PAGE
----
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Your task and location almost make me believe we’re working in the same company. As Istvan Albert stated below, I’d recommend to go with links to your data lake, too.

Also I’m pretty sure you’ll end up with performance issues when mangling big blobs and documents in the same data store, see for example this anecdotal SO question. Maybe the CephFS mentioned there could be useful to you, too.

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Maybe the CephFS mentioned there could be useful to you, too.

I am already using CephFS for a different project and I am very happy with its performance. When it comes to distributed FS, MooseFS is also an option. This is actually a very good idea, I cloud try to couple CephFS/ MooseFS with my data base management of choice. Let's see how to implement this. Thanks!

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2.4 years ago

Every time I explored using MongoDB (or noSQL) for that matter, I have regretted it.

BAM files should remain BAM files, there is no point in putting them into a database. Same with images etc.

Metadata on the other hand, even if it is JSON could easily be stored in Postgres, then you have the option of factoring out any field into a real, queryable data structure later.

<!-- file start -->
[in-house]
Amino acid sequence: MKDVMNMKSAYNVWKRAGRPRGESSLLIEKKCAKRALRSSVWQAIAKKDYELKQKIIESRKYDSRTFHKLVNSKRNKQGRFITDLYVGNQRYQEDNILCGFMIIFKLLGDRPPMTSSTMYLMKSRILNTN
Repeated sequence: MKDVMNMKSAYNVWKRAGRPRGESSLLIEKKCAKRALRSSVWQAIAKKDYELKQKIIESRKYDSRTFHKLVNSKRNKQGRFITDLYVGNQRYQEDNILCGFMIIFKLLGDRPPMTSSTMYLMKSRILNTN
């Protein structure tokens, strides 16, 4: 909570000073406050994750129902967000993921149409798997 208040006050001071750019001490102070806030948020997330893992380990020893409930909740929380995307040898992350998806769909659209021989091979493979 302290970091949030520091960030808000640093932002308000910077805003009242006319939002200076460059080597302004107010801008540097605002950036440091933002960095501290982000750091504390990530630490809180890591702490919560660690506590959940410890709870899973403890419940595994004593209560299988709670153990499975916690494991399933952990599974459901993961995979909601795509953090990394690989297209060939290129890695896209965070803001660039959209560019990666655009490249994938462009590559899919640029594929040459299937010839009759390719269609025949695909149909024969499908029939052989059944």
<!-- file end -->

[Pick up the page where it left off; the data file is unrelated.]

But if you are not storing the data, only the metadata, your data size is most certainly a tiny fraction of the 350TB

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BAM files should remain BAM files, there is no point in putting them into a database. Same with images etc.

Valid point. I guess you suggest to store the file path in the data base and not the actual data. The only concern I have is: once we have to migrate data or run any other process affecting the file storage (permission rights, change in path or broken links etc), this could cause some major headache.

But if you are not storing the data, only the metadata, your data size is most certainly a tiny fraction of the 350TB

Absolutely correct. If I focus only on the meta data, the size is comparatively negligible.

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yes, it is a valid point that having data represented in two different ways can lead to complexities

on the other hand, all analyses expect a BAM file as a physical file on the disk. Stuffing a BAM file into a database is of little use, you will have to extract the whole thing, moreover none of these databases were designed to shuffle gigantic files in and out. You may tag your BAM file, add more information to it etc.

Pushing databases into uses-cases they were not designed for will lead to far bigger headaches later down the road.